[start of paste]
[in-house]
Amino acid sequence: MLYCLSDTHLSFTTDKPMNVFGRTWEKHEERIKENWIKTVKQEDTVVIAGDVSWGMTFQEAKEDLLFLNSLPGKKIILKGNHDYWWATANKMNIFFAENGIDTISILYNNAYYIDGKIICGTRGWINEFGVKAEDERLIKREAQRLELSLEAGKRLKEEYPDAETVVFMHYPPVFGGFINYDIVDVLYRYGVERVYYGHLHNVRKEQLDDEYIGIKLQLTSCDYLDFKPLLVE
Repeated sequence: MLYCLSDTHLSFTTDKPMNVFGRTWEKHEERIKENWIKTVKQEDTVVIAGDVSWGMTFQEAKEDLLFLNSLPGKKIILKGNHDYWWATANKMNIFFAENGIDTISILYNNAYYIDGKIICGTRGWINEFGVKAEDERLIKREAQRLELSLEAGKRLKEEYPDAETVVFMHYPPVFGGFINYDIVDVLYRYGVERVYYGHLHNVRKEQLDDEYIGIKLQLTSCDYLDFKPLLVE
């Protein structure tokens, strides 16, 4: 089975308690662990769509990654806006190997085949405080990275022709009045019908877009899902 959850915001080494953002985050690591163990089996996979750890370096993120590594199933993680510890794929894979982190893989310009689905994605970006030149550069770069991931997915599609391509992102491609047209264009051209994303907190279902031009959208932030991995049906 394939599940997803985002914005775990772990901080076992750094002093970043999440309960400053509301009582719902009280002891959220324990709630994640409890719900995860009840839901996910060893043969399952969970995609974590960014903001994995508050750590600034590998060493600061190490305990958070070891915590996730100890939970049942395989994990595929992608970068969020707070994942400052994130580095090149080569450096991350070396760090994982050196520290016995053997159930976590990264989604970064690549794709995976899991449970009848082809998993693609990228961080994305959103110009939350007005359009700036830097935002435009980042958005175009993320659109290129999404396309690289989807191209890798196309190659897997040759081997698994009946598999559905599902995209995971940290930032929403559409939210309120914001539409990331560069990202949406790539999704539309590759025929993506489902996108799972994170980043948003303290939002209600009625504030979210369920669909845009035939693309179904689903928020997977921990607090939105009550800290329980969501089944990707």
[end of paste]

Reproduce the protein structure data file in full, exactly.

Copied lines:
[in-house]
Amino acid sequence: MLYCLSDTHLSFTTDKPMNVFGRTWEKHEERIKENWIKTVKQEDTVVIAGDVSWGMTFQEAKEDLLFLNSLPGKKIILKGNHDYWWATANKMNIFFAENGIDTISILYNNAYYIDGKIICGTRGWINEFGVKAEDERLIKREAQRLELSLEAGKRLKEEYPDAETVVFMHYPPVFGGFINYDIVDVLYRYGVERVYYGHLHNVRKEQLDDEYIGIKLQLTSCDYLDFKPLLVE
Repeated sequence: MLYCLSDTHLSFTTDKPMNVFGRTWEKHEERIKENWIKTVKQEDTVVIAGDVSWGMTFQEAKEDLLFLNSLPGKKIILKGNHDYWWATANKMNIFFAENGIDTISILYNNAYYIDGKIICGTRGWINEFGVKAEDERLIKREAQRLELSLEAGKRLKEEYPDAETVVFMHYPPVFGGFINYDIVDVLYRYGVERVYYGHLHNVRKEQLDDEYIGIKLQLTSCDYLDFKPLLVE
């Protein structure tokens, strides 16, 4: 089975308690662990769509990654806006190997085949405080990275022709009045019908877009899902 959850915001080494953002985050690591163990089996996979750890370096993120590594199933993680510890794929894979982190893989310009689905994605970006030149550069770069991931997915599609391509992102491609047209264009051209994303907190279902031009959208932030991995049906 394939599940997803985002914005775990772990901080076992750094002093970043999440309960400053509301009582719902009280002891959220324990709630994640409890719900995860009840839901996910060893043969399952969970995609974590960014903001994995508050750590600034590998060493600061190490305990958070070891915590996730100890939970049942395989994990595929992608970068969020707070994942400052994130580095090149080569450096991350070396760090994982050196520290016995053997159930976590990264989604970064690549794709995976899991449970009848082809998993693609990228961080994305959103110009939350007005359009700036830097935002435009980042958005175009993320659109290129999404396309690289989807191209890798196309190659897997040759081997698994009946598999559905599902995209995971940290930032929403559409939210309120914001539409990331560069990202949406790539999704539309590759025929993506489902996108799972994170980043948003303290939002209600009625504030979210369920669909845009035939693309179904689903928020997977921990607090939105009550800290329980969501089944990707």